Cheap and cheerful
With talk of a recession dominating headlines for months, Canadians were apparently scared into buying more stuff at Dollarama. The company reported revenue grew nearly 15% in the second quarter, and same-store sales increased by 7.9%. The surge was due to consumers buying more higher priced items. Indeed, Dollarama is benefitting from a larger shift in the retail landscape that began with the 2008 financial crisis. The market has fragmented, with retailers either moving upscale or downscale, and Dollarama was well-positioned to capture increasingly price-conscious shoppers. And it appears to be building a real following with consumers, if this ilovedollarama Instagram account featuring 7,000 photos of Axe deodorant and other sundry items is any indication. Still, the chain is challenged by the falling Canadian dollar. Founder and CEO Larry Rossy said the low loonie is forcing the company to raise prices, and that its price threshold could jump from $3 to $4 by the end of next year. “So as a consumer, I guess next year will not be a pleasant year from a purchasing point of view because you’ll probably be seeing some inflation in all likelihood,” he said. But it will be hard to disappoint Dollarama loyalists like this Facebook user, a connoisseur of who earned her credentials by visiting “EVERY” dollar store in Saskatoon: “The other Dollar stores sell crap…DollarRama wins hands down, all the way !!!”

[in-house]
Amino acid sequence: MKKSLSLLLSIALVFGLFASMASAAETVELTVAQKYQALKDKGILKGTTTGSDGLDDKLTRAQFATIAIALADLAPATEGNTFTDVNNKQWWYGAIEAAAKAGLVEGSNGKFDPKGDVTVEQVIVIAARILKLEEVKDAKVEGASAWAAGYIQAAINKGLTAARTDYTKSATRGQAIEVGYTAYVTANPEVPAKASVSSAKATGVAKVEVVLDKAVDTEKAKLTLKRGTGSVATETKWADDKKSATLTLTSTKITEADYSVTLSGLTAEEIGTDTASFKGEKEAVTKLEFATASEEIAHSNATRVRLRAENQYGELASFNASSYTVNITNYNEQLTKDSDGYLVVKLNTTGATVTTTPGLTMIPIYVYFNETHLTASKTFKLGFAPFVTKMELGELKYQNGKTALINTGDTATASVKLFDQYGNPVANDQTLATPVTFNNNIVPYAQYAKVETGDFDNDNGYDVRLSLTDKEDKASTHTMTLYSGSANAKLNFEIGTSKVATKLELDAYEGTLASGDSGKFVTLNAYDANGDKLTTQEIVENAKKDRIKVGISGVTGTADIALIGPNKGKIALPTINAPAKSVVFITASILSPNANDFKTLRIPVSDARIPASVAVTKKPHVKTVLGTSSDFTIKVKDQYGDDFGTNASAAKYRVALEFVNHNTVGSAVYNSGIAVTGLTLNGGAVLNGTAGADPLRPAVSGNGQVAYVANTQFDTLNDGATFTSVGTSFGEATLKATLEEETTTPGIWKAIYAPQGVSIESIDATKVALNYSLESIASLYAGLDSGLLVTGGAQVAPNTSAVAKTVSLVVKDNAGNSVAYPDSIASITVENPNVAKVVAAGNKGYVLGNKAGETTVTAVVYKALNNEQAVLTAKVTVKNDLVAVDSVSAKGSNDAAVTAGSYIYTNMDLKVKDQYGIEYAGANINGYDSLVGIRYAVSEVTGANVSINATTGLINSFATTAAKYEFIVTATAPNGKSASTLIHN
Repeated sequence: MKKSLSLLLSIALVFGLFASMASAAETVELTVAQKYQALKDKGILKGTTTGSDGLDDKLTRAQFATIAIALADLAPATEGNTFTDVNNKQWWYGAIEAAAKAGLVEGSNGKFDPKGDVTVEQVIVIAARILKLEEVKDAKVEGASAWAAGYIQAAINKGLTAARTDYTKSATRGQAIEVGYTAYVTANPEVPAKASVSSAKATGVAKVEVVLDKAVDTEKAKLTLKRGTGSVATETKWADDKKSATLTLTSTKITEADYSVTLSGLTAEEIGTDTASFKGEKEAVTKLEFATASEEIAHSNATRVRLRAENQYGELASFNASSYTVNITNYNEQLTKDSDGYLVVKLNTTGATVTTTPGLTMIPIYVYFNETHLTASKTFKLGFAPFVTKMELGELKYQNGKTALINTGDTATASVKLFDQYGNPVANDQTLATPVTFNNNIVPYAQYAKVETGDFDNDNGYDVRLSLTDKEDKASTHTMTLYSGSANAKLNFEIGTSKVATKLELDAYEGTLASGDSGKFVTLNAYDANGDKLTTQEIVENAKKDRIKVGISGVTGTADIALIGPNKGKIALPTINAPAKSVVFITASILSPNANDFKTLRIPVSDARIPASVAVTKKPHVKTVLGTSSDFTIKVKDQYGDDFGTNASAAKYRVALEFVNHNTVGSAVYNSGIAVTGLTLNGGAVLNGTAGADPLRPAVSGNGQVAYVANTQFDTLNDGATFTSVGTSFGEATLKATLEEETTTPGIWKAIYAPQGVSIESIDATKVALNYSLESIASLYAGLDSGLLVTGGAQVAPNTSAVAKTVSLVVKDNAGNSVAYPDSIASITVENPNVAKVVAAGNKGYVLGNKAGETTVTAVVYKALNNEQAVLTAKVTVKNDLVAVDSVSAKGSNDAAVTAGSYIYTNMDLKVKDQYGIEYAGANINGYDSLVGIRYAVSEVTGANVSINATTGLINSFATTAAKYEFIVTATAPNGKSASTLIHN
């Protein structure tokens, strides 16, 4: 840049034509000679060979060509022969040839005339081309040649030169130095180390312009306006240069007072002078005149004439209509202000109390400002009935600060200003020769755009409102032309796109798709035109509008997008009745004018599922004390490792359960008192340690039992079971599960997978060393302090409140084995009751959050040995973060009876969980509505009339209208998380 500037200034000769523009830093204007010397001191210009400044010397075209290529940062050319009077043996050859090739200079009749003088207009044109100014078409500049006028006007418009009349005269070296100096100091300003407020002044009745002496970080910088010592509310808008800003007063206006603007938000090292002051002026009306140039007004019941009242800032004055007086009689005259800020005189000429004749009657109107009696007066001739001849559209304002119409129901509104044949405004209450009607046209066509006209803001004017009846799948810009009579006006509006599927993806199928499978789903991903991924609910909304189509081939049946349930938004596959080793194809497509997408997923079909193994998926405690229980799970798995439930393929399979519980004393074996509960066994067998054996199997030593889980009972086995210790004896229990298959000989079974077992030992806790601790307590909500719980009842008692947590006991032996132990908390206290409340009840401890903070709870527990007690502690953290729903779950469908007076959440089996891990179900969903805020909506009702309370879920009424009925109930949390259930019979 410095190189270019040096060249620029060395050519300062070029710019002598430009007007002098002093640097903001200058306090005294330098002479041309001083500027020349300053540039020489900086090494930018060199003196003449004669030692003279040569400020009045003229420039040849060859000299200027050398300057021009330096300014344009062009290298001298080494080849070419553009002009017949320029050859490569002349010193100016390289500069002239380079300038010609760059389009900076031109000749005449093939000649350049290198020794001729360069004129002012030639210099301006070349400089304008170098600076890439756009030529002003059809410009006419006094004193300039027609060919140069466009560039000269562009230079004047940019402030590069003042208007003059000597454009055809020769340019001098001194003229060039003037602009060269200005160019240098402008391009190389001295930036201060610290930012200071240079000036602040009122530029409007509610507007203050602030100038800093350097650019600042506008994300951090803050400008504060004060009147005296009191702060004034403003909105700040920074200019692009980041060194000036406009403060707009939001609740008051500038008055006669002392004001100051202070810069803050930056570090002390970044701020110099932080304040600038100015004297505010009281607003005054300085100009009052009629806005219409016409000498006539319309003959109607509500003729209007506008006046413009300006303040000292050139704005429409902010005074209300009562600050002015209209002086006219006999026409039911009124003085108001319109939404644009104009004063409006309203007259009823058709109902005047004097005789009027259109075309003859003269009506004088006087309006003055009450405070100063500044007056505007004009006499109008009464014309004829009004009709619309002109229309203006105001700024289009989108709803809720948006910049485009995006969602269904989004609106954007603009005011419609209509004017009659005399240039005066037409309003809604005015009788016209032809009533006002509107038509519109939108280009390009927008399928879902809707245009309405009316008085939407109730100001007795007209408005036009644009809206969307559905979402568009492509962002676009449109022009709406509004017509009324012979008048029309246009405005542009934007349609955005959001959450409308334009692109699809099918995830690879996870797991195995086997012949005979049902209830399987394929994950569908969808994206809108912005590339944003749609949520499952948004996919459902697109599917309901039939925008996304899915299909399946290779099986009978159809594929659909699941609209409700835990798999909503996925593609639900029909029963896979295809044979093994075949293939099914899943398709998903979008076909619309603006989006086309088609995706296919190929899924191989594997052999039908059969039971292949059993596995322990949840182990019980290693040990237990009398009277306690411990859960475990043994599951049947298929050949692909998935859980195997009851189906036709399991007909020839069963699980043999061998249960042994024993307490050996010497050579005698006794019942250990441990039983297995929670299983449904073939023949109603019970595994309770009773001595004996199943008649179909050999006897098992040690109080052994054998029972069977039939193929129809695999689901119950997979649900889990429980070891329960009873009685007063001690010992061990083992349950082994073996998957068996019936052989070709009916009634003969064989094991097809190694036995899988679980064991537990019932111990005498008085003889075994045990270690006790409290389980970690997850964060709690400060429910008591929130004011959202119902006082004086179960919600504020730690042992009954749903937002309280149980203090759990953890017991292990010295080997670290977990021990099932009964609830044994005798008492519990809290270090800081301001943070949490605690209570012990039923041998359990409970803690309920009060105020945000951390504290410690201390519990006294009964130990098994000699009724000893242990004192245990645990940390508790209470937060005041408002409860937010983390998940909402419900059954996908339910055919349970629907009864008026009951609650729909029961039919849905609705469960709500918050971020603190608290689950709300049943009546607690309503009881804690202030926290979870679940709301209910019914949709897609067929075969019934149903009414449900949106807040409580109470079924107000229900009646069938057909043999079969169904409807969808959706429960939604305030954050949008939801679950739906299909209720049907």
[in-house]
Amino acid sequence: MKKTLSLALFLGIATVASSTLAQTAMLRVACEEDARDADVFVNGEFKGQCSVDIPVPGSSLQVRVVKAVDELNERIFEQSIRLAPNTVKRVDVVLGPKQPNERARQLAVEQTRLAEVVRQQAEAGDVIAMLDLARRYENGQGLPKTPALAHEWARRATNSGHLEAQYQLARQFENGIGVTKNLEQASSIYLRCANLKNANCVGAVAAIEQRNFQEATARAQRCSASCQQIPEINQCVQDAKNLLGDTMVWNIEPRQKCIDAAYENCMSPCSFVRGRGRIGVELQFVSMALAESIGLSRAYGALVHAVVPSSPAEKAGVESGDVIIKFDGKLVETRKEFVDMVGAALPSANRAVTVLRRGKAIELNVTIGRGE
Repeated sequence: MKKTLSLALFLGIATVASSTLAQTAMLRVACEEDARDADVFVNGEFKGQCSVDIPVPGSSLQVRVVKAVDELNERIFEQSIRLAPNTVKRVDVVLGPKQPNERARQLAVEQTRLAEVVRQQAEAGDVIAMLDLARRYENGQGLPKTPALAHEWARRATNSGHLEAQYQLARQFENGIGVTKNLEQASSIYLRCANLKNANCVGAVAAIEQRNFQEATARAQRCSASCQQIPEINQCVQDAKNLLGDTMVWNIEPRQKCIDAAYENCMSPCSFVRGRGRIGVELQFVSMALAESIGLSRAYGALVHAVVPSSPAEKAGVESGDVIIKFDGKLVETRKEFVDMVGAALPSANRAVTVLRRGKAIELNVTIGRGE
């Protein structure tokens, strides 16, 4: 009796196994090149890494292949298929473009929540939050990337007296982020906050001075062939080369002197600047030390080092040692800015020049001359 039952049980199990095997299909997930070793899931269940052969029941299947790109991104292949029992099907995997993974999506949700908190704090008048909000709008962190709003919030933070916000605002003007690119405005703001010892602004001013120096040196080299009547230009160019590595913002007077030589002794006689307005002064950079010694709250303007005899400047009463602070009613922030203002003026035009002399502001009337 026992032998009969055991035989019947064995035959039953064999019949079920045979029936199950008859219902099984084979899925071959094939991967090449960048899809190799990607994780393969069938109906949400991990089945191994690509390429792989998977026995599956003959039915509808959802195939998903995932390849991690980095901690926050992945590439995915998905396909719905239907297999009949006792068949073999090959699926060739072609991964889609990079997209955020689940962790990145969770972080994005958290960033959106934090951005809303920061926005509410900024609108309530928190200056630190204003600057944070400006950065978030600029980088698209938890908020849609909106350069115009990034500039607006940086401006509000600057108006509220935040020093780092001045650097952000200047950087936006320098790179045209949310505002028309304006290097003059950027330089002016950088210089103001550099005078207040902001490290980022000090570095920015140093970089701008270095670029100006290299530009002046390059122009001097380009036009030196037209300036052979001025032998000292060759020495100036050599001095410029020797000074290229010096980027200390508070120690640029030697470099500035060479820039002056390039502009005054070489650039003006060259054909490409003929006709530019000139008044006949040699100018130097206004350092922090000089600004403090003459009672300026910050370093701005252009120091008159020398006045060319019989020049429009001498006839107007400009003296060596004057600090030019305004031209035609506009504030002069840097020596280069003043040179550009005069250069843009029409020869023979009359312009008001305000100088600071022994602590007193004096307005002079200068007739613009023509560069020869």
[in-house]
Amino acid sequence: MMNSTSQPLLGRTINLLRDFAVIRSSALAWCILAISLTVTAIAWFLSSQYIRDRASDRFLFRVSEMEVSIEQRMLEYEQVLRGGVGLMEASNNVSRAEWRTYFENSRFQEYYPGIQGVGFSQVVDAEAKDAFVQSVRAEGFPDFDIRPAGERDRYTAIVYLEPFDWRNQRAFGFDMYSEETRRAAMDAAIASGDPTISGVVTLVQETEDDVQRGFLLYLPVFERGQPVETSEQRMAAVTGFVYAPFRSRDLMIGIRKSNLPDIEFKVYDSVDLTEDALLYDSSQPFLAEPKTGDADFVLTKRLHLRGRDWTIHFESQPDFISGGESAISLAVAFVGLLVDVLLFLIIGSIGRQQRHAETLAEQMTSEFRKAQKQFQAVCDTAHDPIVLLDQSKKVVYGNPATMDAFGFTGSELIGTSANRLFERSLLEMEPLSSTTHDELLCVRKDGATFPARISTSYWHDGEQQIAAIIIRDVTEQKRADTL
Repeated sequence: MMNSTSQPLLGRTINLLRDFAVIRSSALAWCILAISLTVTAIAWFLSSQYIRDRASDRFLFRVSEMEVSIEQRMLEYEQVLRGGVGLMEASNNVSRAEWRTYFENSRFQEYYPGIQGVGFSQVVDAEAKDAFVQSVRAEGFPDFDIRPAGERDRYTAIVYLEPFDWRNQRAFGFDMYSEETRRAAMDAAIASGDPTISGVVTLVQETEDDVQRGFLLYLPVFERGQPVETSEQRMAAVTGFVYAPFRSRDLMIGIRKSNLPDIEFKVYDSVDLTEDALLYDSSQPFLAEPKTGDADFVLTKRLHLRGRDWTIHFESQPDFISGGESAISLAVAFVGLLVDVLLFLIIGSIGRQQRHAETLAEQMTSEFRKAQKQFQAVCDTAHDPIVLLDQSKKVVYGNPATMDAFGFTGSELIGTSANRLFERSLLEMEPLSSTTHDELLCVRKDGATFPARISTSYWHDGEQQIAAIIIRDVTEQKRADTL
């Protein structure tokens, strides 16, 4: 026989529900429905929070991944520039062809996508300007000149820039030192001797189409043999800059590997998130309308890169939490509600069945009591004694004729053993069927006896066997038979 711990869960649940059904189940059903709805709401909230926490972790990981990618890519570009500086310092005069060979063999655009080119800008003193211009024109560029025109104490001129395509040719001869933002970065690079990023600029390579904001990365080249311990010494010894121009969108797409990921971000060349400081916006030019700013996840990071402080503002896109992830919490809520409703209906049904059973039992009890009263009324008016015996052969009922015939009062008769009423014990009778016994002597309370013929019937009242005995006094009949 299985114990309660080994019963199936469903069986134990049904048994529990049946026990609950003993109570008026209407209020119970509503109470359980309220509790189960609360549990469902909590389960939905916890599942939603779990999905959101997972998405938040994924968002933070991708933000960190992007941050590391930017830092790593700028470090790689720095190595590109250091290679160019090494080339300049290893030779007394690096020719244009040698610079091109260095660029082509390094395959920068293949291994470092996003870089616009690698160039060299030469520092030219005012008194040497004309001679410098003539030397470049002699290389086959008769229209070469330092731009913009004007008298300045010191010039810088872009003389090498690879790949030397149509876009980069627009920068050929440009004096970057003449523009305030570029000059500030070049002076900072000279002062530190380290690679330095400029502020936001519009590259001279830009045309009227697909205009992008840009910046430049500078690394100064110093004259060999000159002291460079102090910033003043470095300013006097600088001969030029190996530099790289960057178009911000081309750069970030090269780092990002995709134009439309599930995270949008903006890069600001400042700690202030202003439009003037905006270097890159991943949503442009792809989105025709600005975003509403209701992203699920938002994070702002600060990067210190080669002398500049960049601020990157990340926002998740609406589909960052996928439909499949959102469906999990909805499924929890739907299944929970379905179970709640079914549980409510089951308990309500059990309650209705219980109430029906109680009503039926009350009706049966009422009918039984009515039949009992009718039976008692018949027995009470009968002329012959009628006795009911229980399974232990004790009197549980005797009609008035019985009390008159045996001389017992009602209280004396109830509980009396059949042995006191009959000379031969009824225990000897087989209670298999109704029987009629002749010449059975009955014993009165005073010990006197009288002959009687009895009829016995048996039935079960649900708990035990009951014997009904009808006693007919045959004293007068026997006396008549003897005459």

A kick in the pants
The yoga retailer and corporate embodiment of an inspirational Instagram meme released mixed second-results that sent its stock tumbling more than 16%. Investors and analysts are concerned that Lulu’s margins are shrinking and that inventory is piling up fast. In fact, product stockpiles grew 59% year-over-year while the company sales are projected to increase by 15% in the next quarter, leading to questions about how Lululemon will get rid of so much yoga apparel without resorting to deep discounts. Meanwhile, Lululemon is angering customers (again) by raising prices on some of its products. Some varieties of cropped pants, for example, jumped from US$72 to $88. One irate customer expended 450 words on the company’s message board decrying the price changes, calling the move “insane” and “sneaky.” The complaints are in response to Lululemon’s retooling of how it sells women’s yoga pants. Instead of organizing pants by silhouette (tightest to loosest), Lululemon will produce and sell bottoms based on “engineered sensation,” a triumph of marketing bafflegab over plain English. The company says consumers were confused before and would buy pants that didn’t fit. Now they can choose from sensations such as naked, relaxed, hugged, tight, and held-in—five categories that are easily understood and not at all weird and definitely will not lead to more confusion for consumers in any way.